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Research output: Contribution to journal › Article › Academic › peer-review
Shrubs are expanding across a warming Arctic, evident from range expansion and increases in biomass, stature and cover. This influences numerous aspects of Arctic ecosystems. While shrub growth is generally positively associated with summer temperature, tundra ecosystems are characterised by abiotic gradients on small spatial scales (metres), and the Arctic climate and its year-to-year variability are changing rapidly. Hence, it is often unclear to what extent climate-growth associations are scalable to future climate scenarios and across environmental gradients within ecosystems. Here, we investigate the stability of climate–growth associations of Arctic dwarf shrubs across small-scale (metre to kilometre) topographic gradients and decadal timescales. We constructed ring width series (1974–2018) for a common Arctic dwarf shrub (Betula nana) for three representative types of subsites in the Siberian lowland tundra: higher elevation, lower elevation and thermokarst-affected (thaw ponds) terrain. We quantified decadal variability in climate–growth associations across subsites using partial least squares regression and a moving window approach. We found consistently positive association of shrub radial growth with summer temperature, but substantial spatial and temporal variability in precipitation response. Association of shrub growth with summer rainfall increased in recent decades. Shrubs on elevated sites showed particularly strong response to rainfall following drier periods, and a negative association with recent snowfall extremes. Shrubs sampled from thaw ponds showed strong positive association with rainfall, followed by high shrub mortality after an extremely wet summer. This likely resulted from waterlogging due to thermokarst. Synthesis. Our findings imply that the response of shrub growth to changes in Arctic precipitation regimes is regulated by (i) macro- (kilometre-scale) and micro-topographical (metre-scale) gradients, (ii) colimitation between temperature and moisture and (iii) potentially nonlinear responses to precipitation extremes. This suggests that the scalability of precipitation-growth relationships for Arctic shrubs across dynamic tundra landscapes and future climate scenarios is limited. We recommend that future climate–growth studies on Arctic tundra shrubs simulate future precipitation changes across spatial gradients and include detailed microsite and shrub physiological monitoring.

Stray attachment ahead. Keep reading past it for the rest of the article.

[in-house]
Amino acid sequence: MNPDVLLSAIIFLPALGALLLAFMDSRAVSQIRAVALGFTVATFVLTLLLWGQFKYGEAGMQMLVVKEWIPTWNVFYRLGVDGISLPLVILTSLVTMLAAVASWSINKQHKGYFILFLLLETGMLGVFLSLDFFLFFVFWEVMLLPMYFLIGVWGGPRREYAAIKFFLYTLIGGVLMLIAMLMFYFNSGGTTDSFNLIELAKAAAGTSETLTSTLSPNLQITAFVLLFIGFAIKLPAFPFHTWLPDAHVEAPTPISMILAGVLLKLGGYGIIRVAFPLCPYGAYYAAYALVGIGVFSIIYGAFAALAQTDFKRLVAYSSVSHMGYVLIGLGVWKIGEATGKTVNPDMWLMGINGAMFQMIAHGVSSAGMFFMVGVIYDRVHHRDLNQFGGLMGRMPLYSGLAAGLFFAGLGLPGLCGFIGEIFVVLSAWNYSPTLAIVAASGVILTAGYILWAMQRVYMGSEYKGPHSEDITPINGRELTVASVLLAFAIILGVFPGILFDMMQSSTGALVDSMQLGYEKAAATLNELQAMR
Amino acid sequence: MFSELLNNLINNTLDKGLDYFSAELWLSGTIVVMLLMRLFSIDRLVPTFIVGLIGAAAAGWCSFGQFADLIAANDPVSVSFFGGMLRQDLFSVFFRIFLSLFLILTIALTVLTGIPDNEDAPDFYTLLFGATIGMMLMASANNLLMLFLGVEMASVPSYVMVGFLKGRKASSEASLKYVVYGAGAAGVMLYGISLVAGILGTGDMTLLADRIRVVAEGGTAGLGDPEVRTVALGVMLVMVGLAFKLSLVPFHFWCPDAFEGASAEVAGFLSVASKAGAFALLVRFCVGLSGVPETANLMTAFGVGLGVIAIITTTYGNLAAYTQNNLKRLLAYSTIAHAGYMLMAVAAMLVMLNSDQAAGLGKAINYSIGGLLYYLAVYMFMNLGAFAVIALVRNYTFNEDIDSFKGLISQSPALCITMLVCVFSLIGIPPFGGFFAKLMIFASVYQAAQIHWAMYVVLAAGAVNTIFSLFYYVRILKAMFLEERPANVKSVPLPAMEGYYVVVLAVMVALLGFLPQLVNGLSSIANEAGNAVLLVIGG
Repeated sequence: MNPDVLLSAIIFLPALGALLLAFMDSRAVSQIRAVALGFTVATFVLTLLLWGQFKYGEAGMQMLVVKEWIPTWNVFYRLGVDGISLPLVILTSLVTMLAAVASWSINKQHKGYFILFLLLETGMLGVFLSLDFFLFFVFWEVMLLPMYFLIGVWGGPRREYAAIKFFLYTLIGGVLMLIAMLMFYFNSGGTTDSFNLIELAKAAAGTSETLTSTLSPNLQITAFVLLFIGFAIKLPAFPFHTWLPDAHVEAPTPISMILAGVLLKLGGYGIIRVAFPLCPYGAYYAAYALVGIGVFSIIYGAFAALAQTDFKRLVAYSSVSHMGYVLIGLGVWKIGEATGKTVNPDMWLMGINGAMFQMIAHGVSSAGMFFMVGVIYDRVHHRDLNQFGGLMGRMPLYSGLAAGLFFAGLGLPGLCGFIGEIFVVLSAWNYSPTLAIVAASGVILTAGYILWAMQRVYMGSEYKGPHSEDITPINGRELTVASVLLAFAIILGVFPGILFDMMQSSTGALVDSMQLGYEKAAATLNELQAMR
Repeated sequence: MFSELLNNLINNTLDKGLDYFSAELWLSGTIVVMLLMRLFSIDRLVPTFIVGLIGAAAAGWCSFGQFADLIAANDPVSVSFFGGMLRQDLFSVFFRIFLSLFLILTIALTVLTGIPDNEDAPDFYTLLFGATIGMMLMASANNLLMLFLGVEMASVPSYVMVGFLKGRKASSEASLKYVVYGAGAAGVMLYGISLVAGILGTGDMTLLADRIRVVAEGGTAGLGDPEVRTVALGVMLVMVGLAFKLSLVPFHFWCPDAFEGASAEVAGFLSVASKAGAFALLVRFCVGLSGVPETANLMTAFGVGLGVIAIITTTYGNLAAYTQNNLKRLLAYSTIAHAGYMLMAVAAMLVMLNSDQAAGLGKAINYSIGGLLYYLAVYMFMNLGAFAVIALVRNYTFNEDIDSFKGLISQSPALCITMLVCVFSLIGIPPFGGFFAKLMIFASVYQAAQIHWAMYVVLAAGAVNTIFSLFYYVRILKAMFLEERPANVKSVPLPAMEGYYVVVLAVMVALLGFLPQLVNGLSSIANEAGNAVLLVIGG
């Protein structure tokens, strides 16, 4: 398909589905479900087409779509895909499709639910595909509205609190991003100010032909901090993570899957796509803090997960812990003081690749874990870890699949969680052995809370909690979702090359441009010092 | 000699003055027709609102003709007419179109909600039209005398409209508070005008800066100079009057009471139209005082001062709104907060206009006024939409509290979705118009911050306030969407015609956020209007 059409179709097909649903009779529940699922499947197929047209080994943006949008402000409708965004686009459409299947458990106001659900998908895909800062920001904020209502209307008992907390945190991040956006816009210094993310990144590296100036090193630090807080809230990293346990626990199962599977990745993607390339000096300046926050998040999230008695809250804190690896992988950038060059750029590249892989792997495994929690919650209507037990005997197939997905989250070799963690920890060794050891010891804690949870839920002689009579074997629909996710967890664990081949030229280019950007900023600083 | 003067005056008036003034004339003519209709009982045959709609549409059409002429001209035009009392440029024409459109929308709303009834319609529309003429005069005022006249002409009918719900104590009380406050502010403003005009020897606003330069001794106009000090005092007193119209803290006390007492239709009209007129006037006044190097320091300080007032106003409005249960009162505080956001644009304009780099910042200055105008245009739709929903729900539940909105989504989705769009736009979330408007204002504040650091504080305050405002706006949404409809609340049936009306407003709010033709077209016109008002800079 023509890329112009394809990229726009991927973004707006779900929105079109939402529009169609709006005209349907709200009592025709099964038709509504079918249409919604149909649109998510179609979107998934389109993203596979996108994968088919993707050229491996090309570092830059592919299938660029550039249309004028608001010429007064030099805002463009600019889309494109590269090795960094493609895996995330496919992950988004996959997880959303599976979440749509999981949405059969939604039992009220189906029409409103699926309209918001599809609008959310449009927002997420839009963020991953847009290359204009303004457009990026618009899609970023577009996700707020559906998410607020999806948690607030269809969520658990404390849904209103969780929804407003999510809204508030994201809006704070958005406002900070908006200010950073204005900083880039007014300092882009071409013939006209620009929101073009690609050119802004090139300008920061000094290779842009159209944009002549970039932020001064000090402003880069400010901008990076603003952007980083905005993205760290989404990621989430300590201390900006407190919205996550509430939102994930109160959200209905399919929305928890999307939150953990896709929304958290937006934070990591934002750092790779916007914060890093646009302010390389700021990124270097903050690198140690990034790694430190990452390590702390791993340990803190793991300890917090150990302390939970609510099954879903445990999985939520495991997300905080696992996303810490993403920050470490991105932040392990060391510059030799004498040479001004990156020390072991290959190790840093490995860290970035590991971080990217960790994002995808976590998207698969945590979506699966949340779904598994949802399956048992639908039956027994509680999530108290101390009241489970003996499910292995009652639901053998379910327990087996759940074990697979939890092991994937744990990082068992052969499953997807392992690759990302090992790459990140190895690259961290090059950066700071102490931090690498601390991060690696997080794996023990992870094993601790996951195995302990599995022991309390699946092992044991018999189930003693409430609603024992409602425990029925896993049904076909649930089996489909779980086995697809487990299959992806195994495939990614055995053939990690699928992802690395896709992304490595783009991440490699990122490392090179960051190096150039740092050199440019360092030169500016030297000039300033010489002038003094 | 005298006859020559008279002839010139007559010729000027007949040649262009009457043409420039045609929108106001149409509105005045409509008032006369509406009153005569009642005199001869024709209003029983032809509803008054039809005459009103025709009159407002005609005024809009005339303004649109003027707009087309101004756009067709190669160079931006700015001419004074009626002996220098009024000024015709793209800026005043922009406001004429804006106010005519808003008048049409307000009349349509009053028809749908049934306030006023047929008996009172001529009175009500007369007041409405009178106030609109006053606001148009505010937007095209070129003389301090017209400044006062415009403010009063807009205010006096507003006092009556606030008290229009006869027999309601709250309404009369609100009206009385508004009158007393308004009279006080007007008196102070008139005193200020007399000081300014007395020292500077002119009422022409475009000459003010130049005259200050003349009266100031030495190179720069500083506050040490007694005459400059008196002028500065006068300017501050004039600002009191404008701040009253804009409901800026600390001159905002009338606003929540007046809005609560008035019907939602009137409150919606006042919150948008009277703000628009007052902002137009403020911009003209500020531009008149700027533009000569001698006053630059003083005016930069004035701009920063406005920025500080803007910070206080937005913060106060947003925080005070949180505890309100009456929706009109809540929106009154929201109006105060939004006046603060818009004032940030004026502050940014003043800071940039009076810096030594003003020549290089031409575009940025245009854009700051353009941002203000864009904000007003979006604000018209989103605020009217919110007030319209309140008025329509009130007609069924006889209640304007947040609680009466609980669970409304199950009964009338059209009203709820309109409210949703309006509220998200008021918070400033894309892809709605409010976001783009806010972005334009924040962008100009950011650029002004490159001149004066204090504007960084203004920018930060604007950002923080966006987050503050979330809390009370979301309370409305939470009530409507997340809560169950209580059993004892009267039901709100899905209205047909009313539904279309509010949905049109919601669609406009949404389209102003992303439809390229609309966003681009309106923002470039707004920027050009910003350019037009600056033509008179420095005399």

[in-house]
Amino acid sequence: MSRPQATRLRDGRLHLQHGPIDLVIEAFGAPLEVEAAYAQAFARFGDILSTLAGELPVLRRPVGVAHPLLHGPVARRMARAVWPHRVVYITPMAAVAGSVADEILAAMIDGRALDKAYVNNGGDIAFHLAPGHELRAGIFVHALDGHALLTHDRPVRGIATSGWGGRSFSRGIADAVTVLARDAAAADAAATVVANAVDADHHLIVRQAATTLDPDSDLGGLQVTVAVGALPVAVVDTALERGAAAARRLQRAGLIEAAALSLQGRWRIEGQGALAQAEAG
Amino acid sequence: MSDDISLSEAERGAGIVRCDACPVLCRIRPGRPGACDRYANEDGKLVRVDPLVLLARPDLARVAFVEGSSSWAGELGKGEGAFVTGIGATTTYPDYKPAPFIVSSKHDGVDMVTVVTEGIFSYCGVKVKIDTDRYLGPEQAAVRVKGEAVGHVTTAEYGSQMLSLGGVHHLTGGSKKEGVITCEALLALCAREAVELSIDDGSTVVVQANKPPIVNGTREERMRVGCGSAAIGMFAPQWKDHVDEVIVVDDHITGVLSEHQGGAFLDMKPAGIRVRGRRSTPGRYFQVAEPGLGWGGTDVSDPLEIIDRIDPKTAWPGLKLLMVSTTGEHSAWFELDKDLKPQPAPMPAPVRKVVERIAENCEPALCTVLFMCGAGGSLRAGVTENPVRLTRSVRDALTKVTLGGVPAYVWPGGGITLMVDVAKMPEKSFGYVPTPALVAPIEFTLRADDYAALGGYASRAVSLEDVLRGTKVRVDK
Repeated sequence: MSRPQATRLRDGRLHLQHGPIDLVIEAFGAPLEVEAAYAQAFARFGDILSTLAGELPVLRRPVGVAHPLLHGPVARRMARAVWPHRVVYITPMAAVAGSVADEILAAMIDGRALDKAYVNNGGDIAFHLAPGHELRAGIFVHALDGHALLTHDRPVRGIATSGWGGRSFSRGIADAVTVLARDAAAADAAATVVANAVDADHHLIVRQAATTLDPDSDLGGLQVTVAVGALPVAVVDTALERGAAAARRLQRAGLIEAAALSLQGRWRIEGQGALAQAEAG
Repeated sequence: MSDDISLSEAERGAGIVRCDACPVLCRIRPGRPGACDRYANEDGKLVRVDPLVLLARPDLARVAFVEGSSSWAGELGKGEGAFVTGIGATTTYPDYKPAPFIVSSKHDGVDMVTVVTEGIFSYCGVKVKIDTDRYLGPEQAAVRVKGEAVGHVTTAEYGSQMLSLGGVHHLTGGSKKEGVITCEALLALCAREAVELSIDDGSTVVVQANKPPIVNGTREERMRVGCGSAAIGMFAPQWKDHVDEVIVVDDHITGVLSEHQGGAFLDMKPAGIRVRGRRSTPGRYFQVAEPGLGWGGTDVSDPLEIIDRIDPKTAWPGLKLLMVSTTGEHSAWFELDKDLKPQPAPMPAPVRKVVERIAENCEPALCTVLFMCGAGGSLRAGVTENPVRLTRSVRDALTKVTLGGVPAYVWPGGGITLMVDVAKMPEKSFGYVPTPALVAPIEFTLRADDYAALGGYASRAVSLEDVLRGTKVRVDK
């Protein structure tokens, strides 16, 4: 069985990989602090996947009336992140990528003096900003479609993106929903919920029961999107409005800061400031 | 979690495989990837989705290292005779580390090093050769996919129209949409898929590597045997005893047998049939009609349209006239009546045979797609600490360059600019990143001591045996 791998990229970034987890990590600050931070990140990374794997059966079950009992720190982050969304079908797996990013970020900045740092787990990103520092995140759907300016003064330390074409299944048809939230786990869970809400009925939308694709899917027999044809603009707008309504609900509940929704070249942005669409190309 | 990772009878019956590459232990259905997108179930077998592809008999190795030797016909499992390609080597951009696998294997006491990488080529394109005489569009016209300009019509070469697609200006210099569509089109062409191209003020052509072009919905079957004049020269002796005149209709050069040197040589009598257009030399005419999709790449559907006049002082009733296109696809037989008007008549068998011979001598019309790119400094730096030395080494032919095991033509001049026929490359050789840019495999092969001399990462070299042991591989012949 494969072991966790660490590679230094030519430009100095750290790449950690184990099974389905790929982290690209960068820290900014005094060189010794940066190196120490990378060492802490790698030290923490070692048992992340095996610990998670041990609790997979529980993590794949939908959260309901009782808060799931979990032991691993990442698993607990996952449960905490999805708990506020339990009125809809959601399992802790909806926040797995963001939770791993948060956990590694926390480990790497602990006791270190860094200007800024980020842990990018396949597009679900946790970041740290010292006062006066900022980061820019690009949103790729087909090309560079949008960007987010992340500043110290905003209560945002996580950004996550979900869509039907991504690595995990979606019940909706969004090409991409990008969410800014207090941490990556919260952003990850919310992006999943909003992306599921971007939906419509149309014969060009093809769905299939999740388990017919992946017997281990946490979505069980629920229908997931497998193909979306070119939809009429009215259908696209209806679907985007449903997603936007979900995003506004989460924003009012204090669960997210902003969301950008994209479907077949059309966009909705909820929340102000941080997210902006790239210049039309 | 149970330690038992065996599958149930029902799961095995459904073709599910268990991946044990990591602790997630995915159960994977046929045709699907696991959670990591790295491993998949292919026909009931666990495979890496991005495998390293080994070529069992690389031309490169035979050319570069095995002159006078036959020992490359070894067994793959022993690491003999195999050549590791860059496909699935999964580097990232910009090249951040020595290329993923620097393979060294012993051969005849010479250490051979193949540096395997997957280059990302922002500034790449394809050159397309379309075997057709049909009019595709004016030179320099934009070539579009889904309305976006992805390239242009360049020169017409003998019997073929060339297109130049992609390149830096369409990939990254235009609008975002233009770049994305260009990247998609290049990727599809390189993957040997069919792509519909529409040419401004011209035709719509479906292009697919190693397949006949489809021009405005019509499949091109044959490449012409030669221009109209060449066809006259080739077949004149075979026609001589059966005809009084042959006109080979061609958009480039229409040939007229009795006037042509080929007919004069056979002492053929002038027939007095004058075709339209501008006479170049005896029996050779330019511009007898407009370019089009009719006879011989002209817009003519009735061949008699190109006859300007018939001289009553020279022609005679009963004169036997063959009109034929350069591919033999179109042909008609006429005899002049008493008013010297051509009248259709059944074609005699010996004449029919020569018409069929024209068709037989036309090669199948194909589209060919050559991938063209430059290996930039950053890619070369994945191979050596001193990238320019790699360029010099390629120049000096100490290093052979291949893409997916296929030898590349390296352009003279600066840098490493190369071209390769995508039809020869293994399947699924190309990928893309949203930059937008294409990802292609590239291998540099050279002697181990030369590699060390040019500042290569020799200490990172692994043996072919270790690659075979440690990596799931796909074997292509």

Research output: Non-textual form › Web publication/site › Academic